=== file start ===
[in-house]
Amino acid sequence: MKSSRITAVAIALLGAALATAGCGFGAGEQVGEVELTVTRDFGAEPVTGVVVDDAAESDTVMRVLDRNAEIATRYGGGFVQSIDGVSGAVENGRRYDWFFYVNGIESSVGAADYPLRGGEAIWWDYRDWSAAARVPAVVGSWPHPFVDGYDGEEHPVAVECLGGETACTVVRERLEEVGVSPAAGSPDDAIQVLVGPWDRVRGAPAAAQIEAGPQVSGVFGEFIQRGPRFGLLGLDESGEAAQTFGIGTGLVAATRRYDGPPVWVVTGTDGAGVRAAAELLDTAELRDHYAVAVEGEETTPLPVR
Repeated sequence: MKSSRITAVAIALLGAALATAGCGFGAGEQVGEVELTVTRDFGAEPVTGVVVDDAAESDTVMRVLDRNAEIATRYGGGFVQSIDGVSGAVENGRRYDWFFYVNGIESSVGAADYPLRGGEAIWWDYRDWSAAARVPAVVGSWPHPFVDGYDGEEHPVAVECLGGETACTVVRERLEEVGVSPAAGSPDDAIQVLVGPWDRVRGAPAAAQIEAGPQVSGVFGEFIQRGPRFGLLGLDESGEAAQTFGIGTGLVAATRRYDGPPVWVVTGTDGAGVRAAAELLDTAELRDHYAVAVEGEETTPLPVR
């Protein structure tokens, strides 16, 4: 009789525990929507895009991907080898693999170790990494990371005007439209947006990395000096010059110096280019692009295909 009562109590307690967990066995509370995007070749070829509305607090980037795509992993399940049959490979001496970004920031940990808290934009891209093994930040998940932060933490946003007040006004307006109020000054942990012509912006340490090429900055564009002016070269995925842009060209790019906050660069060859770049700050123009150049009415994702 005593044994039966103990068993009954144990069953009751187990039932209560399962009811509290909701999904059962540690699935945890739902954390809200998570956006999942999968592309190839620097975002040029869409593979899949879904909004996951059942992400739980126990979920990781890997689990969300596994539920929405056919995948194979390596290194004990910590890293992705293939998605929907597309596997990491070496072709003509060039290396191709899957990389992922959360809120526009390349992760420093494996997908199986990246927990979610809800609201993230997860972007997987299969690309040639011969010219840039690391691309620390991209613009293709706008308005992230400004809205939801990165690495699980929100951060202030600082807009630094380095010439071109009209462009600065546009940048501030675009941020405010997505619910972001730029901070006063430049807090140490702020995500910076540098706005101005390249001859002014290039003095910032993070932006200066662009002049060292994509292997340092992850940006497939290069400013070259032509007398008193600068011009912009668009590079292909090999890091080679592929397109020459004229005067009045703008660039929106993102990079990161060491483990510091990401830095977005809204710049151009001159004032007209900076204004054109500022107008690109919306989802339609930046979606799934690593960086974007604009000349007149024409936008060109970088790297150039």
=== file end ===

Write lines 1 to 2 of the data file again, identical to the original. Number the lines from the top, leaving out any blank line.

[in-house]
Amino acid sequence: MKSSRITAVAIALLGAALATAGCGFGAGEQVGEVELTVTRDFGAEPVTGVVVDDAAESDTVMRVLDRNAEIATRYGGGFVQSIDGVSGAVENGRRYDWFFYVNGIESSVGAADYPLRGGEAIWWDYRDWSAAARVPAVVGSWPHPFVDGYDGEEHPVAVECLGGETACTVVRERLEEVGVSPAAGSPDDAIQVLVGPWDRVRGAPAAAQIEAGPQVSGVFGEFIQRGPRFGLLGLDESGEAAQTFGIGTGLVAATRRYDGPPVWVVTGTDGAGVRAAAELLDTAELRDHYAVAVEGEETTPLPVR